#1
Dec2805, 08:10 AM

P: 167

[tex]\int \frac{1}{x^2 +4} [/tex] How to integrate this without knowing the derivatives of inverse function?




#2
Dec2805, 08:14 AM

Sci Advisor
HW Helper
PF Gold
P: 12,016

If you don't know about an antiderivative of the integrand, or are unable to transform your integrand in such a manner that an antiderivative becomes apparent, then the fundamental theorem of calculus is of minor use to you in that particular case in the evaluation of your integral.




#3
Dec2805, 08:46 AM

P: 92

I think he/she is asking whether you need to know inverse trig derivatives/integrals to do this problem. You don't need to know the derivative of inverse trigonometric functions to do this problem, however you need to know about trig substitutions, if you can do trig substitutions then this integral can be done in two steps, one is a regular substitution that gets it in a form such as 1/(u^2 +1) and another trig substitution after that.




#4
Dec2805, 08:56 AM

P: 390

Another integrationIf you facter (x^2 + 4) you get (x + 2i)(x  2i) where i is the complex number, sqrt(1). From there you can decompose 1/(x^2 + 4) into two fractions: 1/(x^2 + 4) = A/(x + 2i) + B/(x  2i) And you'll end up with a complex logarithm as the answer which will fit the definition of arctan, if I'm not mistaken. (Or something like that) Either way plugging numbers in will still get you the same results as the real answer. :) 



#5
Dec2805, 09:00 AM

P: 167





#6
Dec2805, 09:06 AM

P: 92

I'll assume you can do the first step, then use the trig substitution x = tan(θ). Remember after you have your answer you have to get it back in terms of x, your answer will be in terms of theta.
Edit: forgot a comma and a then, it might make it confusing. 



#7
Dec2805, 09:34 AM

HW Helper
P: 1,422

@frozen7: You should look it up in your textbook or try here So, what's the substitution? Is it [itex]x = \tan \theta[/itex]? Or what is it?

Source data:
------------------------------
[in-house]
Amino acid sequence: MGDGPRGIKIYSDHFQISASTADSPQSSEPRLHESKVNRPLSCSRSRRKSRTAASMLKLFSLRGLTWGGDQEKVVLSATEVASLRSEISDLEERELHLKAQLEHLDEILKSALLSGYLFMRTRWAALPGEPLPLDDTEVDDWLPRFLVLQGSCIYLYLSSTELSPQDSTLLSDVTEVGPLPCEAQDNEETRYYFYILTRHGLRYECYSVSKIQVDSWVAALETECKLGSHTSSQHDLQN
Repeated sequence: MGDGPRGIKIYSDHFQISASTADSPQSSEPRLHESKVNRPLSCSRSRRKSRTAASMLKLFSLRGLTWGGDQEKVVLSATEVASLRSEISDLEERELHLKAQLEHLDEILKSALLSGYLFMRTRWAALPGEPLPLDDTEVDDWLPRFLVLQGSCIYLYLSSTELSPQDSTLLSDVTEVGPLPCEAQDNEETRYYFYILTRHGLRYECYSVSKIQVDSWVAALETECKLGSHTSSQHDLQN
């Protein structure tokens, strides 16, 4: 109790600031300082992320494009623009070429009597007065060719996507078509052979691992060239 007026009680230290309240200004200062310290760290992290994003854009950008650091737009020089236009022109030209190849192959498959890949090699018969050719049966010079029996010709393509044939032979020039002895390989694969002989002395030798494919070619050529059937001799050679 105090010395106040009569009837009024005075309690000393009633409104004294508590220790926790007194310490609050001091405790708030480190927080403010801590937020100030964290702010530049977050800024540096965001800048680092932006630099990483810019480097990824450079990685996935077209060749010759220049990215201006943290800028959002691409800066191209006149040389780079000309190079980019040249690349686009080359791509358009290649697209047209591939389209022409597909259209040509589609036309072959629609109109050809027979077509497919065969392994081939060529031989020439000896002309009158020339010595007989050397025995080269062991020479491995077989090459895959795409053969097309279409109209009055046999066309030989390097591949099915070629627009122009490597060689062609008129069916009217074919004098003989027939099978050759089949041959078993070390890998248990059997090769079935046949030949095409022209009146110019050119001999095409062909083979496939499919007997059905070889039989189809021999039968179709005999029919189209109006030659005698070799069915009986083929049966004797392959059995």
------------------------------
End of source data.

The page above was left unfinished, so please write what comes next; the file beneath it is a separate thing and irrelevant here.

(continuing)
#8
Dec2805, 10:03 AM

P: 227

in the integral, you're missing the dx.
draw a triangle, it should help you see which values to substitute. 



#9
Dec2805, 11:59 AM

P: 80

At first [tex]\int \frac 1 {x^2+1} dx = \arctan(x)[/tex] Now put [tex]u=2x[/tex] and you'll get [tex] \frac 1 8 \int \frac 1 {u^2+1} du = 1/8 \arctan(2x)[/tex] 



#10
Dec2805, 12:16 PM

P: 4,008

maverick, the substitution is not u=2x but u=x/2
[tex]du = \frac{dx}{2}[/tex] [tex]\frac{1}{x^2+4} = \frac{1}{4(\frac{x^2}{4} + 1)} = \frac{1}{4( ( \frac{x}{2} )^2 + 1)}[/tex] marlon 



#11
Dec2805, 12:22 PM

P: 80

Then correction: [tex] \frac 1 2 \int \frac 1 {u^2+1} du = \arctan(x/2)[/tex] hm, this looks smarter. 



#12
Dec2805, 12:24 PM

P: 4,008

marlon 



#13
Dec2805, 12:29 PM

P: 80

[tex]1/2 \arctan(x/2)[/tex] maybe i need sleep. It's 3:30am. 



#14
Dec2805, 12:34 PM

P: 4,008

Here in Western Europe it's 19.30 pm and i am looking foreward to attend the SAW2 premiere tonight. OOHH YES, THERE WILL BE BLOOD Sleep well :) marlon 



#15
Dec2805, 04:46 PM

P: 80





#16
Dec2905, 01:45 AM

P: 390

What's up with all of the arctans? Why not be frank with the function and do what you gotta do..... use partial fractions!?




#17
Dec2905, 02:46 AM

P: 1,076

[tex]\int \frac 1 {u^2+a^2} du = \frac 1 {a} \arctan( \frac u {a} ) + C[/tex] 


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